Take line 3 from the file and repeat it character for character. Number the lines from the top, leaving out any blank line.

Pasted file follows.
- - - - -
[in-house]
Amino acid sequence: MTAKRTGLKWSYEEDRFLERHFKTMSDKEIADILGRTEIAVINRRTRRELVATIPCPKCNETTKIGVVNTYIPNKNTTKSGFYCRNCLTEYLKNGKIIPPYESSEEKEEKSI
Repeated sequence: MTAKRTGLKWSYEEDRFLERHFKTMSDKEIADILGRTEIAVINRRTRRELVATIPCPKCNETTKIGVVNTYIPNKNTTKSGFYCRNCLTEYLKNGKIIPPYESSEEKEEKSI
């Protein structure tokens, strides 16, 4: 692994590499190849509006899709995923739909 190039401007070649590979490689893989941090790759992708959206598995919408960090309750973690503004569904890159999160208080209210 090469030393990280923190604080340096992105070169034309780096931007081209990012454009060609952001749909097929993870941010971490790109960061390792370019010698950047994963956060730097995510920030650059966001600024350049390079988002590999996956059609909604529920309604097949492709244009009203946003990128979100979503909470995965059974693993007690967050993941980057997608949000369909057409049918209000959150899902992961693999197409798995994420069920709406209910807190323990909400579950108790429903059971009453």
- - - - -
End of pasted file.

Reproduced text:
Repeated sequence: MTAKRTGLKWSYEEDRFLERHFKTMSDKEIADILGRTEIAVINRRTRRELVATIPCPKCNETTKIGVVNTYIPNKNTTKSGFYCRNCLTEYLKNGKIIPPYESSEEKEEKSI